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T-nut dimensions

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  • T-nut dimensions

    I need to make some t-nuts for a t-slotted drill press table. I watched the Tubalcain 2 part series (#102 & #103) and got a few good tips. The only topic not covered is how long should it be. I have noted (internet but no specific sites I can post) that
    milling the opposite sides of carriage bolts to fit the t-slots is discouraged since it concentrates the forces onto too small an area.

    Is there a formula to suggest a suitable length... for example, if the table slot is "x" wide then the length should be "y" times that dimension... or any other suggestions?

  • #2
    Just a guess: I say four or five diameters. I have some on the front porch, just too lazy to get up.
    I can give you a real answer tomorrow.


    • #3
      These images might help:

      Paul , P S Technology, Inc. and MrTibbs
      USA Maryland 21030


      • #5
        I just made some for my new to me rotary table, and I suggest you make one long strip tee nut and then cut them to size when done, much quicker, I made it long enough for 12 Tee Nuts.
        Agua Dulce, So.California
        1950 F1 street rod
        1949 F1 stock V8 flathead
        1948 F6 350 chevy/rest stock, no dump bed
        1953 chevy 3100 AD for 85 S10 frame have a 4BT cummins motor, NV4500
        1968 Baha Bug with 2.2 ecotec motor, king coil-overs,P/S


        • #6
          Originally posted by Dunc View Post
          Is there a formula to suggest a suitable length... for example, if the table slot is "x" wide then the length should be "y" times that dimension... or any other suggestions?
          Paul's already shared them, but all of the common standards are in Machinery's Handbook plus a ton of other useful data. There's everything from "machine not cutting" checklists to design standards in there, searching the index is usually faster, easier, and more likely to be correct than the internet.
          "I am, and ever will be, a white-socks, pocket-protector, nerdy engineer -- born under the second law of thermodynamics, steeped in the steam tables, in love with free-body diagrams, transformed by Laplace, and propelled by compressible flow."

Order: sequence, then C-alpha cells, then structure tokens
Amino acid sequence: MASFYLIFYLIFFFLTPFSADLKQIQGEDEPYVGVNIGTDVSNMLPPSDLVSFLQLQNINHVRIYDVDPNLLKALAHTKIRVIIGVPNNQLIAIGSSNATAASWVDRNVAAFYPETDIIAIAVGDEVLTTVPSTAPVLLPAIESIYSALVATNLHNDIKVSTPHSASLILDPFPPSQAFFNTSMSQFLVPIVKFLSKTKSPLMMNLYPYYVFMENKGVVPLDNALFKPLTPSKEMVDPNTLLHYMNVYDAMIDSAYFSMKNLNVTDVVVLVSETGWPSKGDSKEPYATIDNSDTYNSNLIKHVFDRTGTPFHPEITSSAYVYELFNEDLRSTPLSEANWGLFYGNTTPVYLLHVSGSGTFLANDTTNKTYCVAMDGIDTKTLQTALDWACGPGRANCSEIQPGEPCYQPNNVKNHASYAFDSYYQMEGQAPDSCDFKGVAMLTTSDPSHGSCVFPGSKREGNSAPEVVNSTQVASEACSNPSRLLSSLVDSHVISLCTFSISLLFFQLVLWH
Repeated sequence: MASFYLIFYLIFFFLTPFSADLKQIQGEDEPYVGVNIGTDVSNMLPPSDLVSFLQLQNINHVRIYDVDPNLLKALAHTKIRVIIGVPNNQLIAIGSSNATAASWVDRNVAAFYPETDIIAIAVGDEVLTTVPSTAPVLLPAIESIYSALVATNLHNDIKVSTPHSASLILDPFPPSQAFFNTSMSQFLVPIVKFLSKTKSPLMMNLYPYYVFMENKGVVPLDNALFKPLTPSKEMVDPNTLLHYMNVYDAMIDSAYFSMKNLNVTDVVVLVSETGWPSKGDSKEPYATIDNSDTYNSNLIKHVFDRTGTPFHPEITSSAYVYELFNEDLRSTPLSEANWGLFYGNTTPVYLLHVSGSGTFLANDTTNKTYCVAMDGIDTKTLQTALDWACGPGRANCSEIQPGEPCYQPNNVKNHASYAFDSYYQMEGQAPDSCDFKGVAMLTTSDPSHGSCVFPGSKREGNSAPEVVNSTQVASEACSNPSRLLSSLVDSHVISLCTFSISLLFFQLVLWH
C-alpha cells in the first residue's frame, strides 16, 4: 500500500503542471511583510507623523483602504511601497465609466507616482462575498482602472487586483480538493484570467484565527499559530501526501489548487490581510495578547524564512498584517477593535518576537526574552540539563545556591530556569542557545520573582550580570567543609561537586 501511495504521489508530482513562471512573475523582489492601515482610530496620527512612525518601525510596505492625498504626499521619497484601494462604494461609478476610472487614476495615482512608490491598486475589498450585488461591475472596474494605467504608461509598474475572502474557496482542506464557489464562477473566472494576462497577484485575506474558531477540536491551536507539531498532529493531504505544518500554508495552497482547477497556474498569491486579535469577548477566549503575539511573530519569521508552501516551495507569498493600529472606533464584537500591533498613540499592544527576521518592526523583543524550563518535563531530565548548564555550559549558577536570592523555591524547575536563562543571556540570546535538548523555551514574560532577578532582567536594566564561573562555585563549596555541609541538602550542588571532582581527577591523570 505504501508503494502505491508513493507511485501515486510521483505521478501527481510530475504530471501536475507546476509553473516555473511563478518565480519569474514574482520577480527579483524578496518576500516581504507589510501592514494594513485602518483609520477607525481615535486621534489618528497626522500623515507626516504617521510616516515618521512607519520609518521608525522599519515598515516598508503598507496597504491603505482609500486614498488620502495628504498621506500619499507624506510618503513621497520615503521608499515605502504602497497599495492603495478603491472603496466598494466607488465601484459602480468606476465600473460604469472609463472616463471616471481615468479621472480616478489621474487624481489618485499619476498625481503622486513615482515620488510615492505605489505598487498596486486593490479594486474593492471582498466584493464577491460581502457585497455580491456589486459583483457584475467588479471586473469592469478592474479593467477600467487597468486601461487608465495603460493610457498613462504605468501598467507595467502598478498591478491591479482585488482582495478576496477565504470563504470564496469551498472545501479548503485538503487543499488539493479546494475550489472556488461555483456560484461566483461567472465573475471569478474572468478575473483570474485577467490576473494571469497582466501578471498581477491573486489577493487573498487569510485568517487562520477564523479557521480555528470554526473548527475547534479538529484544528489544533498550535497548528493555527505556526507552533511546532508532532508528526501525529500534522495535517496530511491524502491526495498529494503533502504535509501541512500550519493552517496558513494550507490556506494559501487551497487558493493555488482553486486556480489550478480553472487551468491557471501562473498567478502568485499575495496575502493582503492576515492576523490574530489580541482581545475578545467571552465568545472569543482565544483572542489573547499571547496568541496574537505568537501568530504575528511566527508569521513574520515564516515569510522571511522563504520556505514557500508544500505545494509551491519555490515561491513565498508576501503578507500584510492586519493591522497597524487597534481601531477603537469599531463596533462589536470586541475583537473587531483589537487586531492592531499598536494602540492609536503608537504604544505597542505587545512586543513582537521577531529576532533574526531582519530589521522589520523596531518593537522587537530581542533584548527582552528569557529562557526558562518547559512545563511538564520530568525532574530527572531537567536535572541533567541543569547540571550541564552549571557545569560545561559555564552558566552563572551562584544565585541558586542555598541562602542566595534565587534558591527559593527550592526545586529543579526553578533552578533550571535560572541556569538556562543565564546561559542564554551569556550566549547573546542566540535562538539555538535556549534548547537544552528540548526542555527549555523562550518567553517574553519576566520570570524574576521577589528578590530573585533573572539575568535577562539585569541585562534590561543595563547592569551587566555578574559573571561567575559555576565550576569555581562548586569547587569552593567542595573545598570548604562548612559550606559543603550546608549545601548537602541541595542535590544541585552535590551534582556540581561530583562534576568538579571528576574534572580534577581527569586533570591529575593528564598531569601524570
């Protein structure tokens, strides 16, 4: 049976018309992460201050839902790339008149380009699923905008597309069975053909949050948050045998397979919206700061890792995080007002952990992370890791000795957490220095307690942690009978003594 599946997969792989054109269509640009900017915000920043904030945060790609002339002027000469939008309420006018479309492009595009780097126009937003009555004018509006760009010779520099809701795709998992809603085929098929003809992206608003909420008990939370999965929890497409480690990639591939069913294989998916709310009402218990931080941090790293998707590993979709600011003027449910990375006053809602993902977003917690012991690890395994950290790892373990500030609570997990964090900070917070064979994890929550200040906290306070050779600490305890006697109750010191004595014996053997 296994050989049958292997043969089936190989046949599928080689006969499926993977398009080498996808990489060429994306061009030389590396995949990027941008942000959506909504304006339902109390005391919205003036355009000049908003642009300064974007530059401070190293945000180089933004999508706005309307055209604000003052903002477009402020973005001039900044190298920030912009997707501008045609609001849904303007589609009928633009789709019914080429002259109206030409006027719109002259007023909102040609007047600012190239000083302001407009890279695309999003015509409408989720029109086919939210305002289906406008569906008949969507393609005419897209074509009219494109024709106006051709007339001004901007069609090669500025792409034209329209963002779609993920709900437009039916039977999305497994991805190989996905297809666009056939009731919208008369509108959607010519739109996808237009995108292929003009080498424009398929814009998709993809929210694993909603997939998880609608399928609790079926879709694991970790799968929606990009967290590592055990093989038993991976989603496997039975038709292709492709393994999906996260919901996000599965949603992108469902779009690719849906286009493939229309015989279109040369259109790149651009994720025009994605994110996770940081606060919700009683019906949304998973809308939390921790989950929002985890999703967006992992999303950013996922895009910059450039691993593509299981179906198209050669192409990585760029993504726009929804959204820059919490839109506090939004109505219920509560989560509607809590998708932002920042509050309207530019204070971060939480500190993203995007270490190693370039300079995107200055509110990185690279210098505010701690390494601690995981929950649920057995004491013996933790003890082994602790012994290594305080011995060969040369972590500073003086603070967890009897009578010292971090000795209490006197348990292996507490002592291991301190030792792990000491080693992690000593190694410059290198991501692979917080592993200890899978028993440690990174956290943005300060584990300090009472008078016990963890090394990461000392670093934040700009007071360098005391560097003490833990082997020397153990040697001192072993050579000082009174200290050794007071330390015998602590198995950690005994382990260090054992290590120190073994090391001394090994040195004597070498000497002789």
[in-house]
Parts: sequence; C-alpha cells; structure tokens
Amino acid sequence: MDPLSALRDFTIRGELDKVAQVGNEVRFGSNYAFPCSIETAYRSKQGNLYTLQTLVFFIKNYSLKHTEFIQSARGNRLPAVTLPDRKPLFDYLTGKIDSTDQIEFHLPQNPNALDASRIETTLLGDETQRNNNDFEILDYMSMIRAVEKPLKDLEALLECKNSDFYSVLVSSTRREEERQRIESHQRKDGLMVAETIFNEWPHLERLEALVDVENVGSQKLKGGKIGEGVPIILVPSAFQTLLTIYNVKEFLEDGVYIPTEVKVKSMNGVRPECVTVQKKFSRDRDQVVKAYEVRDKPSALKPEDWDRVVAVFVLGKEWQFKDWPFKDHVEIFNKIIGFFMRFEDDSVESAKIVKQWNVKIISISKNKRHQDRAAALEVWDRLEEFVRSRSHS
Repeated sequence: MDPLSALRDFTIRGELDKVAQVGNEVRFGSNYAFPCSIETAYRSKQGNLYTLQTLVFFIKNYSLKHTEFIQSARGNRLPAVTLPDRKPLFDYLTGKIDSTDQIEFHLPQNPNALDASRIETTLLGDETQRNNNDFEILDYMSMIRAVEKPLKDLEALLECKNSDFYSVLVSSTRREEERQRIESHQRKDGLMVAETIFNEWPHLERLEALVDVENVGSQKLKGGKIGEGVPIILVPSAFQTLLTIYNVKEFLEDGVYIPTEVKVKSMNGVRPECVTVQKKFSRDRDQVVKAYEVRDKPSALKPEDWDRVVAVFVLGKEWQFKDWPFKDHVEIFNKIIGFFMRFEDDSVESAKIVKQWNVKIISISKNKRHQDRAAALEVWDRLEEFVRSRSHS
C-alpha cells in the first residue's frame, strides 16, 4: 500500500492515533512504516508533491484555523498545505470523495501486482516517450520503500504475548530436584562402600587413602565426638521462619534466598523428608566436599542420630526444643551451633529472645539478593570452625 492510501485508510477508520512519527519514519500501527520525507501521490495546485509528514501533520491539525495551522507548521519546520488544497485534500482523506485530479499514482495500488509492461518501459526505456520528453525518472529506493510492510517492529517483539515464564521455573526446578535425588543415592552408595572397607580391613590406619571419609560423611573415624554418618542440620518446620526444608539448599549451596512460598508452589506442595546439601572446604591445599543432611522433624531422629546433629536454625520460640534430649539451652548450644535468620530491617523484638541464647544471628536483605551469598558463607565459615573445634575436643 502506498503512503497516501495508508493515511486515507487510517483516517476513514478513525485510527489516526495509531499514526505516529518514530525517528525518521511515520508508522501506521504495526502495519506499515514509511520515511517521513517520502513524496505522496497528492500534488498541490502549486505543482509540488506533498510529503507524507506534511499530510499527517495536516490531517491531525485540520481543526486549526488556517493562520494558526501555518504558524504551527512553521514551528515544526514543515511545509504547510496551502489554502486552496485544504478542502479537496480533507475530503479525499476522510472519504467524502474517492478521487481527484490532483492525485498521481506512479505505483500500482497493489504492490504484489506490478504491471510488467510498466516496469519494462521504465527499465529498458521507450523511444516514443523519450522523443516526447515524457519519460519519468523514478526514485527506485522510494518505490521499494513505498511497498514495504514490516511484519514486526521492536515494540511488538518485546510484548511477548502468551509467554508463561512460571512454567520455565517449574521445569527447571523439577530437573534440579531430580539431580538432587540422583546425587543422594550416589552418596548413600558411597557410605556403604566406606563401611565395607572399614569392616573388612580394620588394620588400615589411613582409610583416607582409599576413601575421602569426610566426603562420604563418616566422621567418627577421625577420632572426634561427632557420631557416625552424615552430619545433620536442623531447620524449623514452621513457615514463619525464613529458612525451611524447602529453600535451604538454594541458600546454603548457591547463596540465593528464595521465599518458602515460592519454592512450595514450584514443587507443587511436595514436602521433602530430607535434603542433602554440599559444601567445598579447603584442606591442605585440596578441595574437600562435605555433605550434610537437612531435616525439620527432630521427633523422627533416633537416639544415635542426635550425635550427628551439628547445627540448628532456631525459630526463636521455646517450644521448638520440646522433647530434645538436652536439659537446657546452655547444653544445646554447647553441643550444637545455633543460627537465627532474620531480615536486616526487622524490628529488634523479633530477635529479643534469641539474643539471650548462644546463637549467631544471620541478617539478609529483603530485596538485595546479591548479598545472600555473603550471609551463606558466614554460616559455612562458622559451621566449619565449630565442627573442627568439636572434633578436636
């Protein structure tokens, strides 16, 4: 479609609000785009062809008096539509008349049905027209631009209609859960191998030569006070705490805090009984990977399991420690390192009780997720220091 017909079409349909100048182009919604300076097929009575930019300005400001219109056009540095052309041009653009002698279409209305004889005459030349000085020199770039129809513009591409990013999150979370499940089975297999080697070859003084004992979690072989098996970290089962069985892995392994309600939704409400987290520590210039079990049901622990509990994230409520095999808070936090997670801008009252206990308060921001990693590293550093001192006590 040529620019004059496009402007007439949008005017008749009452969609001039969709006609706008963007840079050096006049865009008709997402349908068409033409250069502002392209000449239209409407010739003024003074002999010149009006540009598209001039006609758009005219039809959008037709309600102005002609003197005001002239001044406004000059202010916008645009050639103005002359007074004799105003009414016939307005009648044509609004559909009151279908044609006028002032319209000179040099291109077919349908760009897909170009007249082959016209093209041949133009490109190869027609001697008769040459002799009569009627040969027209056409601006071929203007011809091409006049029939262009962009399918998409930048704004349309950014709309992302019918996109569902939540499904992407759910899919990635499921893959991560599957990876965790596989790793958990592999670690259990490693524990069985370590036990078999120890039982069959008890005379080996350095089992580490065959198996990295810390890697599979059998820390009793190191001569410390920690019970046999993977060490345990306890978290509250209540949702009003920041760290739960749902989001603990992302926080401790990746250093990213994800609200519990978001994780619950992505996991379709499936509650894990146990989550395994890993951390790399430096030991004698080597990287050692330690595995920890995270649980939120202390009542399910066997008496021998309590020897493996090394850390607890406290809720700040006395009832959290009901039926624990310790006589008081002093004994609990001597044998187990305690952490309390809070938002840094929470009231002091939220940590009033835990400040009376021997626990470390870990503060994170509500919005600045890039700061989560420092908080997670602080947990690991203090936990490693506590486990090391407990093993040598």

• #7
            Yeah, my copy of MH sits & gathers dust. I "know" it has the answers to everything but I can never remember to look until I get a gentle reminder.
            Thanks for the replies


            • #8
              I have made some, and measured the slot dimensions first to make them the closest fit possible. If I was going for bolts, I would either reduce larger ones, or make them out of solid.


              • #9
                Short, long and extra-long.

                Short for when two t-nuts have to butt up together or when one has to come close to, say, a vise or fixture key.

                Long for normal use.

                Extra-long for when you want a t-nut to extend out past the edge of the table. Two or more holes. Often find a need for this on the rotary table, to fix a work stop to the mill table, etc. If you're extending it out past the table, this is the time I'd be very careful of the table slots.

                I wouldn't worry about the short nuts breaking out table slots. It's always better, though, to have the fixture or workpiece against the table, so that the action of the t-nut is more to compress the table ledge than to lift it. More t-slots are broken out by bottoming out the stud or screw than by anything else.

                When making t-nuts, I make them in long strips, and keep some strips for something that might come along in the future. Once you're set up to make them, it doesn't take long to make more than you need.